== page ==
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Don't be a loser; the winners think 'total experience'

IN THE FACE of regional economic expansion and competition, every organisation has the urge to improve the competitiveness of its business. To be competitive, one must differentiate. But how can you differentiate from many other competitors and create a unique advantage for your business?

By now, you must realise that the age of competition through mere products is over. Good companies do not limit their "innovation" to products alone. Instead, they aim to combine services into their products in order to create solutions. Great companies that "win" in the market go above and beyond. They aim at delivering a total experience.

Experience comes from a combination of small things or strings of events. It does not happen because of one single product or one single touch point.

Take your definition of a perfect holiday experience for example. You will call your holiday perfect when you have a smooth flight to your destination, the place you visit looks even nicer than what appears in the travel guidebook and you get to visit the places you've dreamed of.

Even when you get lost, you surprisingly find hidden gems outside the tourist map. The local people are kind. Probably you meet a nice guy/beautiful girl - supposing you're not married! - and coming back, you have a lot of great stories to tell. This is a fortunate combination of every little good thing.

But if you are to ensure the success of your business, you can't depend on that kind of luck. Customer experience can and should be induced by design. Yes, I said "induced" because experience is subjective and belongs to the subject person. So, logically, you cannot design experience. The art and science of designing and setting stages to create desirable experiences are called together "service design".

A classic proof of success through service design is Starbucks. Starbucks offers you more than just a cup of coffee. Starbucks gives you a feel-good experience. Every time you walk into Starbucks, you walk into a nice, little cafe with a warm, welcoming atmosphere. The coffee aroma is in the air, nice crowds chat softly in the background, the baristas greet you with a smile, addressing you by name.

You can customise your drink the way you like, then you sit sipping your cup of coffee on a cosy sofa as long as you like. And around the cafe, some pictures or some signs remind you that the coffee you drink means an income for the local communities that grow the coffee beans. This is the experience that Starbucks successfully delivers to its customers around the world. And the magic behind this is service design.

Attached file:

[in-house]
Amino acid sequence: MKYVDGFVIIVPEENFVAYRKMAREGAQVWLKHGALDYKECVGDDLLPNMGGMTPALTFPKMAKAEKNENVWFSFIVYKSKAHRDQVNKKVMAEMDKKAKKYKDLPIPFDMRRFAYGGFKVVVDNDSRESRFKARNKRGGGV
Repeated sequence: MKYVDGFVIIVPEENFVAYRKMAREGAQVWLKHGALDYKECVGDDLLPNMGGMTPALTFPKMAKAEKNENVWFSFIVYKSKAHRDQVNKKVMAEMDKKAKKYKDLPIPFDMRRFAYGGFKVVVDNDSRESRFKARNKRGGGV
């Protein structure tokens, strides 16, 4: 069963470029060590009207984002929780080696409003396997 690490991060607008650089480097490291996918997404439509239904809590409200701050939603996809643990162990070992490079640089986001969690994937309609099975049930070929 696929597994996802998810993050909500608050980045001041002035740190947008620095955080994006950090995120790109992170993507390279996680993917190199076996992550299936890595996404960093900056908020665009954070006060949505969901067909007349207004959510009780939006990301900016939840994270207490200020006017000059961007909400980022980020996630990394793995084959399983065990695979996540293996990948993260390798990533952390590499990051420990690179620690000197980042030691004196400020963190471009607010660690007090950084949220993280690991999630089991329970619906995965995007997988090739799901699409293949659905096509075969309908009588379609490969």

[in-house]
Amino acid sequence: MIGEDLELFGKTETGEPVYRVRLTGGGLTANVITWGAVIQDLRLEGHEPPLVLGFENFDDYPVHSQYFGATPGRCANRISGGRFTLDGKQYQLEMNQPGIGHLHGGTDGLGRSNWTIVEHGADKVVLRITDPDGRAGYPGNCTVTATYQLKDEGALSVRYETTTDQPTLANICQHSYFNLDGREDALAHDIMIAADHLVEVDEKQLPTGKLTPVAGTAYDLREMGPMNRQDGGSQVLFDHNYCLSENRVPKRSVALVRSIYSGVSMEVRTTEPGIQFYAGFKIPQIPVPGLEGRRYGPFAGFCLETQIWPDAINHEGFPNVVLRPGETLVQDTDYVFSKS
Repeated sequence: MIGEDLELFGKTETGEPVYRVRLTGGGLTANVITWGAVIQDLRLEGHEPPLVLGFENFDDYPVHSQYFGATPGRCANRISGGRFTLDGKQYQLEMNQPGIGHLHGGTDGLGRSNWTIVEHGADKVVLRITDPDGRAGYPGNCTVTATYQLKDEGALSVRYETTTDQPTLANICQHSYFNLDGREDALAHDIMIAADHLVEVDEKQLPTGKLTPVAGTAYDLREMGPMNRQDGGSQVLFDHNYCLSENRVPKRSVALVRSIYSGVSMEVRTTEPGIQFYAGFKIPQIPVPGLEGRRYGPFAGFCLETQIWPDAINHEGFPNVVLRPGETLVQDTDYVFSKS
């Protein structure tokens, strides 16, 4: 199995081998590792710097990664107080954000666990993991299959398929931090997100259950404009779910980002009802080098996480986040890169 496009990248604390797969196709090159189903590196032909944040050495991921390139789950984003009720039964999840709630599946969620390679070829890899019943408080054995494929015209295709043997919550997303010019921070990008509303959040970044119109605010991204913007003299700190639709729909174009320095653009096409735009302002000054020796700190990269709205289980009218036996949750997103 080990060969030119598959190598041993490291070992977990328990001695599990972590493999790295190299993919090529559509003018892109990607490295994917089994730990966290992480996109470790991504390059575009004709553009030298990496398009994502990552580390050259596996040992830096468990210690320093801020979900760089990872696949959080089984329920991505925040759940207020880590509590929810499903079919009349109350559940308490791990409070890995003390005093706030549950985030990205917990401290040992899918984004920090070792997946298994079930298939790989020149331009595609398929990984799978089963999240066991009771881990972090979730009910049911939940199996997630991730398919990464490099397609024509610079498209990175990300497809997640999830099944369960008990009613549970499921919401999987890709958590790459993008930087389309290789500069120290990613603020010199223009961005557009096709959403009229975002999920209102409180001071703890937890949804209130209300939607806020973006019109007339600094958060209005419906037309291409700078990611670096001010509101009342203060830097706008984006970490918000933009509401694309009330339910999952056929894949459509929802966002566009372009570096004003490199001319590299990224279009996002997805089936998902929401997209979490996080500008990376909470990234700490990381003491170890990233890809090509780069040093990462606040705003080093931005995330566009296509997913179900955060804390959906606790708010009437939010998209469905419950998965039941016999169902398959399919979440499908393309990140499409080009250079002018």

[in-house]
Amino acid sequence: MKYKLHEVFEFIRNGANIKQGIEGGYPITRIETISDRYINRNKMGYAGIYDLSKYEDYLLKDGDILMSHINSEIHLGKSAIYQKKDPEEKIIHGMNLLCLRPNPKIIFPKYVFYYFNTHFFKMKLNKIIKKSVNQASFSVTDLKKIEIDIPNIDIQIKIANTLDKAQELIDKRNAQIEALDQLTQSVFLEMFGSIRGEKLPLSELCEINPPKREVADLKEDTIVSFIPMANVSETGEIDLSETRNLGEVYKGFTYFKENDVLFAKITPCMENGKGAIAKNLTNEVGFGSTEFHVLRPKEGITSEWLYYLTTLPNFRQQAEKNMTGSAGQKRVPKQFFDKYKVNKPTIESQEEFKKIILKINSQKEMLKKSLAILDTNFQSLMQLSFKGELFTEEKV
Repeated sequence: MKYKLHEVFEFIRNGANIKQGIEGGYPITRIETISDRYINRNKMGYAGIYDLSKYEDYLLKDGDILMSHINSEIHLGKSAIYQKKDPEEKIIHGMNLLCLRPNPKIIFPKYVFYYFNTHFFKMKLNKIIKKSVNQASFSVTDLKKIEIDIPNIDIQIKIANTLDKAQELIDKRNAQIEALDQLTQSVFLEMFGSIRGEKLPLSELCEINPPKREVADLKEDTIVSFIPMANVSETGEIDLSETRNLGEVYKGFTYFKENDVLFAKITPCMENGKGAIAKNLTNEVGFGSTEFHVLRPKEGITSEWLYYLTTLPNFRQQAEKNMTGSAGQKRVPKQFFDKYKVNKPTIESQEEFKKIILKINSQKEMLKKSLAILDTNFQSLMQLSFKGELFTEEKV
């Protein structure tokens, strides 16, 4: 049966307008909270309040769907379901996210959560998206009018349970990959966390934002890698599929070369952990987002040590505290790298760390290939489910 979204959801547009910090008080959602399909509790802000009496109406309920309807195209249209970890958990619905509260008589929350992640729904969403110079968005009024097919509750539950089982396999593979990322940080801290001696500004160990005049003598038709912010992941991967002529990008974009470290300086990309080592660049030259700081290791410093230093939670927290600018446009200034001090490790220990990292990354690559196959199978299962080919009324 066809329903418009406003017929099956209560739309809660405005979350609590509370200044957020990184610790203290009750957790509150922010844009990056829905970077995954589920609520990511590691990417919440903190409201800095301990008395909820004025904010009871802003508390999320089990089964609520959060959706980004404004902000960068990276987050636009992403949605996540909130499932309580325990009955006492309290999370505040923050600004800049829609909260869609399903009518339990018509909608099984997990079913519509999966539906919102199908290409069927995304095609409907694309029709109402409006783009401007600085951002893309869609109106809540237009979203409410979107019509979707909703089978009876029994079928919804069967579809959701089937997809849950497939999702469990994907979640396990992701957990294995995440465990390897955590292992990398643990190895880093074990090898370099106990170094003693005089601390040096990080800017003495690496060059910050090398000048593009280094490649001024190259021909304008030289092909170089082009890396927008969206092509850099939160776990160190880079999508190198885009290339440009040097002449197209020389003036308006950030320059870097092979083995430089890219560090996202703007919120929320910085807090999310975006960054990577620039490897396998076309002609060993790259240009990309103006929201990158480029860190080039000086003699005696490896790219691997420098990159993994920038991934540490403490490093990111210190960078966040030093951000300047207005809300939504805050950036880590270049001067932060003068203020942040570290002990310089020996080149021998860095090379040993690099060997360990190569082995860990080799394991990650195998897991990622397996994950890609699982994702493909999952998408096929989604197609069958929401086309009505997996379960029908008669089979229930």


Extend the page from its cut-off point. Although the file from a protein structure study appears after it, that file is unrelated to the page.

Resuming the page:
Service design is actually a meticulous discipline. It starts with you understanding the demands and needs of your customers, both explicit and implicit. This is why great companies invest in research that helps them collect the voices of customers and create customer insights.

During this process, you can identify the factors influencing your customers' perceptions and decisions. You will get an idea of what components you need to create or what problems you need to tackle to win the hearts of your customers. Of course, understanding what your competitors are doing will be useful. This understanding will help you stay in touch with your market reality.

Then you create your service vision or service promise, which is the commitment to the kind of experience or value you offer to your customers. The service promise can look like a motto or a statement that shows your passion and inspires your customers and, probably, your employees.

For example, the American discount retailer Target says "Expect More, Pay Less". The Ritz-Carlton Hotel says: "We are Ladies and Gentlemen Serving Ladies and Gentlemen". The fashion brand GAP wants to "Make It Easier for You to Express Your Personal Style Throughout Your Life".

Starting from that service promise, the service designer will draft the customer journey map or customer experience map that allows you to visualise what kind of steps your customers go through before, during and after they purchase your product or service, what kind of touch points the customers interface with and who are the key persons involved in that process or touch points.

Designing the customer journey map requires both art and science. A service designer needs to be a great facilitator, bringing in people from multiple disciplines to help co-design. These people can be from such backgrounds as research, marketing, quality management, process improvement, psychology and even interior design.

Before putting the design into implementation, many companies pilot the design with a small group of customers and improve it until they are happy with the result, then launch it to a wider group of customers.

The last part of experience creation is the actual implementation. This requires systems that help ensure the capability to create consistent experiences. If the major part of customer experience depends on employees who provide the service, your organisation should provide learning and development to ensure services meet the standard.

Theme parks like Disney and Samsung Everland have a service academy that has now grown beyond providing development for internal employees.

All this sounds interesting, but how do you know you need service design? Clue - if you look around and see more and more competitors emerging that offer products or services resembling yours, if retaining your customers is getting unpredictable, if taking control of your customers' perceptions and decisions is your desire, or if you want to make yourself irreplaceable in the market, service design is likely to be your answer.

Orapun Parapob Gilman is a principal consultant at APMGroup. She can be contacted at Orapun_p@apm.co.th


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